The standard of fielding at Canterbury was higher. Kent only took two Essex wickets, but both were cracking catches. Kagiso Rabada sprinted around the deep mid-wicket boundary to dive full length to dismiss Nick Browne, the best catch I have seen by a member of the arthritic brotherhood of Kent fast bowlers. Sam Northeast’s effort to get rid of Dan Lawrence was even better, an over-the-shoulder running catch that he never looked as if he was going to get and hold on to, but did. And without the assistance of a large glove.
The experience of the batsman and batter is a big contrast. A good batting average for a baseball player is anything above .300 (at the time of writing only 23 batters in the major leagues better this figure this season). This means that a batter who gets to first base once every three at bats is a top performer. Batsmen get only the one go in cricket, but have the chance to build an innings in their own style, something that is at the heart of cricket’s appeal. One reason why T20 has less charm to some of us is that generally the batsman does not have the time to express his individuality in how he goes about this task, though the Canterbury game provided a happy exception. Tom Westley and Ravi Bopara batted through the last 12 overs of the innings undefeated. Bopara’s 35 in 51 balls was a masterclass in running the fielders ragged, Westley’s 74 in 49 no less so. Unusually for T20, craft was favoured over muscle; there were only two sixes all evening.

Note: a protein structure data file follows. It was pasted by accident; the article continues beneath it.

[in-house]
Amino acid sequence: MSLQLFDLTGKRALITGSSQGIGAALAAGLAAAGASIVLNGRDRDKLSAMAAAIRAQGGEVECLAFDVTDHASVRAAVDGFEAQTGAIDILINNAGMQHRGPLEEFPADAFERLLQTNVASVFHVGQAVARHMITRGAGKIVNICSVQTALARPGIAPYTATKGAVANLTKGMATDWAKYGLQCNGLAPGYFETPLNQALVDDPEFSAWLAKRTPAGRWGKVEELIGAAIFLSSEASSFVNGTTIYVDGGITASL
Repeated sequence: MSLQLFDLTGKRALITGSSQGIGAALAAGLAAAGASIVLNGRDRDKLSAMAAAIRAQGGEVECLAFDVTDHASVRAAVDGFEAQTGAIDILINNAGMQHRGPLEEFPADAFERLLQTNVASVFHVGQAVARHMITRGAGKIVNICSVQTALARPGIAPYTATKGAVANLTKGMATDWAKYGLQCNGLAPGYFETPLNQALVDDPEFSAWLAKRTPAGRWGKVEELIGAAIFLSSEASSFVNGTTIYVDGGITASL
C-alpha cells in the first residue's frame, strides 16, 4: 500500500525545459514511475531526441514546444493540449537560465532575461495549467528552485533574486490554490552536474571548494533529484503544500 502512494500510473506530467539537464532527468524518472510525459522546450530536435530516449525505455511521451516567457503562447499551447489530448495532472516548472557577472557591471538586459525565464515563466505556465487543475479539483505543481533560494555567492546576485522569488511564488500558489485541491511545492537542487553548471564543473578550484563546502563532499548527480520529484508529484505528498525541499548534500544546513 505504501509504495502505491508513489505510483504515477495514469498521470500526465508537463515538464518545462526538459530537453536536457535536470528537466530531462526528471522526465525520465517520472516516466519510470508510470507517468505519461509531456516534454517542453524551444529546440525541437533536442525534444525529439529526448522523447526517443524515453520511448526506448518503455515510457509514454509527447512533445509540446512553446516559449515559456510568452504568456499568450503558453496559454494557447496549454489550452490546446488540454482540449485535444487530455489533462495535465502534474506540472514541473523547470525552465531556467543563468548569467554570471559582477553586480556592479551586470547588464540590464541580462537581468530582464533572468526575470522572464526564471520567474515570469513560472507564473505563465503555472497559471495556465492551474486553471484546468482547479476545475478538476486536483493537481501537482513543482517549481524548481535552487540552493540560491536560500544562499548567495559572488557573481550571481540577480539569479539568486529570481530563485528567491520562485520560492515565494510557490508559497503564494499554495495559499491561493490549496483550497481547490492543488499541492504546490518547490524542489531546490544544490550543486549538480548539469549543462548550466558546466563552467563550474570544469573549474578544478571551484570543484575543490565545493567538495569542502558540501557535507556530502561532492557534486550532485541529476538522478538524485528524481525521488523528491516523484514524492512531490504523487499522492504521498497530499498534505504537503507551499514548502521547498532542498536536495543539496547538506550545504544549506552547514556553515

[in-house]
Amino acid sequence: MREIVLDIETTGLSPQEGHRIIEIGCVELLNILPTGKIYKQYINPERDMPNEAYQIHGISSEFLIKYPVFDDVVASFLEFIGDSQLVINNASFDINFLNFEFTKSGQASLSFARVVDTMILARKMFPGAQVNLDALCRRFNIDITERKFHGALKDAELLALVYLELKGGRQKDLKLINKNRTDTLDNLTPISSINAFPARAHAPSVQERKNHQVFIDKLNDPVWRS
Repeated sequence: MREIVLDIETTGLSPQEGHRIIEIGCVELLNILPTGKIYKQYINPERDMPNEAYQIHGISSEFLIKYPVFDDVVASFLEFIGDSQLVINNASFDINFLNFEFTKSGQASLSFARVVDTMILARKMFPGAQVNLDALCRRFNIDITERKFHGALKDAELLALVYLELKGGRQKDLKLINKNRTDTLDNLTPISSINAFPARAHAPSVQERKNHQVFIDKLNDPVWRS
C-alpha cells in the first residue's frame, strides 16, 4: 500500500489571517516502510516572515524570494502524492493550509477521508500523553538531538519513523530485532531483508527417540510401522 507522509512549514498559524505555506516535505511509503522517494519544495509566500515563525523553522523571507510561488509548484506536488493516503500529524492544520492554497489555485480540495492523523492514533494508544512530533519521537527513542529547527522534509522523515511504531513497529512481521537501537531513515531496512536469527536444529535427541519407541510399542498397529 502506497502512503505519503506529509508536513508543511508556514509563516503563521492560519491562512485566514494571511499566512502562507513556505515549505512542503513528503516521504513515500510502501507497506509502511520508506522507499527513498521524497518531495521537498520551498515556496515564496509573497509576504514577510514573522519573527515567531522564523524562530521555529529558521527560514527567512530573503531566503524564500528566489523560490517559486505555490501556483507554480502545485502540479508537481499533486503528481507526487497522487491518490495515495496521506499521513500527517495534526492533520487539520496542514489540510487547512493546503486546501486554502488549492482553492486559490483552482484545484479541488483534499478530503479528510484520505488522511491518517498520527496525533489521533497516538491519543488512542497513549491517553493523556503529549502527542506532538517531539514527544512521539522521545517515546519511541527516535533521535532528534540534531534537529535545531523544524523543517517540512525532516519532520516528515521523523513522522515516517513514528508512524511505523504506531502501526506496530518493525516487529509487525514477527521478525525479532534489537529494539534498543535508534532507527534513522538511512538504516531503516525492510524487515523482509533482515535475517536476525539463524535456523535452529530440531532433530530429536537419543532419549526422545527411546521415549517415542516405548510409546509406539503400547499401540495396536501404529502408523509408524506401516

Richness of language is something that the two sports have in common. Poetic secret codes that capture the beauty of the game. There is no better term in sport than “stolen base”, which conveys perfectly the audacity of the commitment to run the 30 yards between bases made with the ball still in the pitcher’s hand.
T20 maintains a frenetic pace. A baseball game, like a test match, is slower but can explode into action without warning. Fielders and batters must have sharp decision-making abilities. The top of the seventh at the Nat Bailey Stadium provided a fine example. With two out and no runners on, it seemed that the Canadians would have two innings to make three runs to take the game, even after the next batter, Aldemar Burgos, got to second with a fly to left field. A base hit by Nate Easley allowed the swift Burgos to score.